That Russell has cultivated a troupe of outstanding actors—I’m happy just to be watching them work—and that he’s ultimately interested in mannerisms and (irrational) behavior outweigh the film’s several plot holes and other weaknesses in the writing. That his spontaneous directorial style—constantly moving camera, lavish period detail, sudden urges to crank the noise up to eleven—matches his characters’ unruliness and restlessness is an asset insofar as entertainment is concerned; no one could ever credibly describe Russell as boring, and the fun his actors have on screen is contagious. American Hustle‘s appeal is broad, perhaps too broad; by willfully discarding source material or historical accuracy, this recent effort lacks the depth and satisfaction in the final payoff that Silver Linings Playbook provided. But damn it, it is appealing.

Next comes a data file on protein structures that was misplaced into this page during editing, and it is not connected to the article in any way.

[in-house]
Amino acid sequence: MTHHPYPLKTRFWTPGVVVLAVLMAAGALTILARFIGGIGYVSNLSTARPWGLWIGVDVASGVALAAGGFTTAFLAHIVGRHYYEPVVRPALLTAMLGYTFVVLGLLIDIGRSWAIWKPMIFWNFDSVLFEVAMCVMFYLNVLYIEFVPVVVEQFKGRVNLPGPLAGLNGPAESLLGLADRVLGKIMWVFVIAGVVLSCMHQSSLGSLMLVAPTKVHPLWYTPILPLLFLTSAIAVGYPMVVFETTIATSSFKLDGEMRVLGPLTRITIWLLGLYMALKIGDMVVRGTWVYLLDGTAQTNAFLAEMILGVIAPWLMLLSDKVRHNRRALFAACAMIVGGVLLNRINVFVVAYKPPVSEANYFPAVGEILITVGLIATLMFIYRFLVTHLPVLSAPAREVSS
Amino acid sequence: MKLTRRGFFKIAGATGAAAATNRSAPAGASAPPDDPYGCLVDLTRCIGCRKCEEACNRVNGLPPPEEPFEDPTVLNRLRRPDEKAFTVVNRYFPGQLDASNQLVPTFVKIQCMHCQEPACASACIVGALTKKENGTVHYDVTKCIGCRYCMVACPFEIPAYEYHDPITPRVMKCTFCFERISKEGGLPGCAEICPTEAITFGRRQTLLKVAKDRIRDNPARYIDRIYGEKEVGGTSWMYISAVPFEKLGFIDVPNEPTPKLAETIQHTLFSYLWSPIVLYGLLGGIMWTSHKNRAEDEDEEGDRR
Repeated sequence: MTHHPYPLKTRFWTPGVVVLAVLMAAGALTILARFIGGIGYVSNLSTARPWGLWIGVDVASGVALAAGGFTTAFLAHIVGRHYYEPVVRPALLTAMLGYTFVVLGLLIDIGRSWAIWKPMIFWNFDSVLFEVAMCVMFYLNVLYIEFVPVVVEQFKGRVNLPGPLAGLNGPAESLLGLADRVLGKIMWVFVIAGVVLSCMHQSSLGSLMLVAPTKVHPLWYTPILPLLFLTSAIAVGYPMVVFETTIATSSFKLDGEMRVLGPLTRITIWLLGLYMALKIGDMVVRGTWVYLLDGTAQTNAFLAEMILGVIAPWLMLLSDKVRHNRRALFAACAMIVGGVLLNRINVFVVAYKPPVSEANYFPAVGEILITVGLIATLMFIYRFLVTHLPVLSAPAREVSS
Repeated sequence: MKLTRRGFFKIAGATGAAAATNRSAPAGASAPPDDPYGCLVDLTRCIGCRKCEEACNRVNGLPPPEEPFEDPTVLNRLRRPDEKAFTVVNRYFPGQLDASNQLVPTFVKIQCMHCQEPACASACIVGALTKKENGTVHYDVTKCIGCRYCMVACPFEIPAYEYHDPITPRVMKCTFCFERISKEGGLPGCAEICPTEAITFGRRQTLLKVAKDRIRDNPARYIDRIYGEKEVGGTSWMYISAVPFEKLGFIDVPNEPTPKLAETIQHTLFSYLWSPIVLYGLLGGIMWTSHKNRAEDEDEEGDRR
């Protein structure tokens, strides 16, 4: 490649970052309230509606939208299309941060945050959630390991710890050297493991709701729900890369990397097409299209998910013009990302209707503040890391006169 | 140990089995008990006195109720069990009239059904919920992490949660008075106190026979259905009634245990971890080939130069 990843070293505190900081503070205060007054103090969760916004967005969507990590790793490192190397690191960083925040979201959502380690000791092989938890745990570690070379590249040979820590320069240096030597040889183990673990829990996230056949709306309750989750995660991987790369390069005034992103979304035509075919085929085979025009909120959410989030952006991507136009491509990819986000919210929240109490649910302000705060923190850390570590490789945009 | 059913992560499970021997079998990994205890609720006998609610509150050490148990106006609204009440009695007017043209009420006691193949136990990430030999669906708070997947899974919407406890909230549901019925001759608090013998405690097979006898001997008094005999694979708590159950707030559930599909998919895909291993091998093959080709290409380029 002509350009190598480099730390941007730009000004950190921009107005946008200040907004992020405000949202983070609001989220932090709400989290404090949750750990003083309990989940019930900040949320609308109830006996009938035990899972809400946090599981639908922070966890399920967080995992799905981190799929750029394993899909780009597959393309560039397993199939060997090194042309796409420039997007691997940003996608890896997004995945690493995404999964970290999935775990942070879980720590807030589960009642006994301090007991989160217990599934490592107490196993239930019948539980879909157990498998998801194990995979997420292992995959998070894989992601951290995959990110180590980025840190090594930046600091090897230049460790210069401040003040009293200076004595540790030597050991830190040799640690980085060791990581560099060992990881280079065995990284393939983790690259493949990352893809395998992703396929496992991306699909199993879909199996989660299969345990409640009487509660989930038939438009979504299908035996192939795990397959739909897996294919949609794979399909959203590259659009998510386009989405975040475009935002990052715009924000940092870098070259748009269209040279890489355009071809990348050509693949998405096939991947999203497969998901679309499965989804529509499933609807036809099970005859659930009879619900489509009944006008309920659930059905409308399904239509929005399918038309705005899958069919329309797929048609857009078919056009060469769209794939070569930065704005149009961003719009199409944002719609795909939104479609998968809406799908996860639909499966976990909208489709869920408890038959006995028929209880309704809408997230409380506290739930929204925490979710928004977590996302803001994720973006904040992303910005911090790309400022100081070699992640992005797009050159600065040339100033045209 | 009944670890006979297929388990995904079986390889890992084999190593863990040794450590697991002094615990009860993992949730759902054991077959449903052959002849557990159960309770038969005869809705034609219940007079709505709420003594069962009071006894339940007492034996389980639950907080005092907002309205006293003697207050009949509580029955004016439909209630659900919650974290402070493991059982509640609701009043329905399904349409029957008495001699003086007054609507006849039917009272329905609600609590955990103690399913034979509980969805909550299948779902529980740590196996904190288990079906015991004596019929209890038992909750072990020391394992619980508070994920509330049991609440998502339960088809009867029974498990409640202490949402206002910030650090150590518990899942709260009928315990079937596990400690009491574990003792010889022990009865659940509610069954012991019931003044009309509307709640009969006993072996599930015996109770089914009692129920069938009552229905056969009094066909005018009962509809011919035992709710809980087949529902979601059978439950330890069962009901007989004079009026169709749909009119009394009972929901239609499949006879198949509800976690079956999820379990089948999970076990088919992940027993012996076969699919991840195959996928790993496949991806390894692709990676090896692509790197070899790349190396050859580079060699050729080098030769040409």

kyra: I would feel it an opportunity lost if I didn’t comment on this film. Buckeye makes the comparison to Goodfellas, and you can definitely see that what with the opening narration, but the movie I keep coming back to is Ocean’s 11. Both involve great casts having fun, dealing with the heist concept, and ignore the messy details of the operations. In both, we are basically supposed to just go along with the idea that their plans are feasible and work flawlessly because getting into the weeds would topple the house of cards. There is absolutely nothing wrong with this. As I said to Buckeye when we talked about the movie, there is no shame in making a really entertaining film that isn’t Oscar worthy. This is the kind of movie that you can turn on HBO or TNT in the middle and watch for a half hour because you’re looking forward to Bradley Cooper trying to learn more about the ice fishing story or you want to see a crazy Jennifer Lawrence almost blow up their operation or you just want to see Amy Adams sideboob. Having said that, these characters don’t exist in the real world. They exist to run cons or heists and live at 100 miles per hour. They don’t have depth to their lives, which is why this isn’t a real contender for Best Picture. It’s just a fun movie, and there’s nothing wrong with that.